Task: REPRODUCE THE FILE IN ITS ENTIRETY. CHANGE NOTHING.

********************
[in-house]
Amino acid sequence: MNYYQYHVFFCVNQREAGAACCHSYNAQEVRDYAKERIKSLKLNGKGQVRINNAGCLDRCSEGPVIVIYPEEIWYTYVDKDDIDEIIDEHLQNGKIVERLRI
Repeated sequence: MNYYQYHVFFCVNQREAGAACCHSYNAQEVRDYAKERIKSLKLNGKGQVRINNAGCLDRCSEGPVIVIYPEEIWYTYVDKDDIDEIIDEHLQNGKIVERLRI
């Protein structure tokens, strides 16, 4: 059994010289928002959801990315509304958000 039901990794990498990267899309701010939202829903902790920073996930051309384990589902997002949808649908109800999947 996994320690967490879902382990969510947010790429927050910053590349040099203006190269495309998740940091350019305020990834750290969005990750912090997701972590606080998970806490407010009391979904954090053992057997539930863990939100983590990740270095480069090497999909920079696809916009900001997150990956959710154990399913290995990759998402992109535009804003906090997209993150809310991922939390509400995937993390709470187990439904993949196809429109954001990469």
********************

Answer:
[in-house]
Amino acid sequence: MNYYQYHVFFCVNQREAGAACCHSYNAQEVRDYAKERIKSLKLNGKGQVRINNAGCLDRCSEGPVIVIYPEEIWYTYVDKDDIDEIIDEHLQNGKIVERLRI
Repeated sequence: MNYYQYHVFFCVNQREAGAACCHSYNAQEVRDYAKERIKSLKLNGKGQVRINNAGCLDRCSEGPVIVIYPEEIWYTYVDKDDIDEIIDEHLQNGKIVERLRI
């Protein structure tokens, strides 16, 4: 059994010289928002959801990315509304958000 039901990794990498990267899309701010939202829903902790920073996930051309384990589902997002949808649908109800999947 996994320690967490879902382990969510947010790429927050910053590349040099203006190269495309998740940091350019305020990834750290969005990750912090997701972590606080998970806490407010009391979904954090053992057997539930863990939100983590990740270095480069090497999909920079696809916009900001997150990956959710154990399913290995990759998402992109535009804003906090997209993150809310991922939390509400995937993390709470187990439904993949196809429109954001990469």